What the awarding of exam results teaches us about statistical modelling in public policy.
Find out about the key findings from the OSR review of statistical modelling following the 2020 awarding of exam grades.
In 2020, the awarding of exam grades in the UK brought the use of algorithms and statistical modelling to the fore of public consciousness in a way that had not been seen before, despite their rise in use over many years. It raised questions about the public acceptability of statistical modelling and communicating with the public on these subjects. The Office for Statistics Regulation (OSR), the regulatory arm of the UK Statistics Authority, is the body responsible for upholding public confidence in statistics. In the months that followed the awarding of grades, OSR undertook a review of lessons learned from the approach to developing the models that decided exam results. Using exam grades as a test case, OSR sought to understand – in a world of abundant data, what can be learned about the real-life consequences of using algorithms?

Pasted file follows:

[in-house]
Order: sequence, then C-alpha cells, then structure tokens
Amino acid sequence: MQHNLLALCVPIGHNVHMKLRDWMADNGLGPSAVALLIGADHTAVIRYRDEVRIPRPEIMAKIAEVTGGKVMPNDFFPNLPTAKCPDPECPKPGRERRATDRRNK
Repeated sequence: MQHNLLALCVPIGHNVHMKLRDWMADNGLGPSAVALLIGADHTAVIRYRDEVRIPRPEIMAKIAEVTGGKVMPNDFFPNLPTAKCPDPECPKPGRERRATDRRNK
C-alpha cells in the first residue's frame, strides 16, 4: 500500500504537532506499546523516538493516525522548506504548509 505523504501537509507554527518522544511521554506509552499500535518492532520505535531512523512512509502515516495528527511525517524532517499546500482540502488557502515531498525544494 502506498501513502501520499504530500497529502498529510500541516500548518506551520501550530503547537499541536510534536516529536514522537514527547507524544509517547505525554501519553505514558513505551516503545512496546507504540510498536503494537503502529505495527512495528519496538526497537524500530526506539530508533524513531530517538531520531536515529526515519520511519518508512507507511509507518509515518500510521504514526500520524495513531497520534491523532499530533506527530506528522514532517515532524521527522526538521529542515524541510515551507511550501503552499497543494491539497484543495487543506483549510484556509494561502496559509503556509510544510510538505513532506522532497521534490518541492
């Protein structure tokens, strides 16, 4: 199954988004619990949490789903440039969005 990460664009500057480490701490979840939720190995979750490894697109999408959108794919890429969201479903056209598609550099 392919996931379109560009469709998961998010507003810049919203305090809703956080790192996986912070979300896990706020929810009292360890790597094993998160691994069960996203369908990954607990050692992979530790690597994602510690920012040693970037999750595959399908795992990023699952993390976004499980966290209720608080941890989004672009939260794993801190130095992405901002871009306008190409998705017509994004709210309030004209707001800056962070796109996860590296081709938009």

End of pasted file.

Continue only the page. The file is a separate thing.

Watch an online lecture delivered by Head and Director General for Regulation at the Office for Statistics Regulation, Ed Humpherson. Organised by the University of Bath Institute for Policy Research (IPR) and UKRI CDT in Accountable, Responsible and Transparent AI. In this lecture, Ed Humpherson discusses the review’s findings, what Government and public bodies should learn from the exams case, and what it means for the use of algorithms and statistical models in public policy going forward.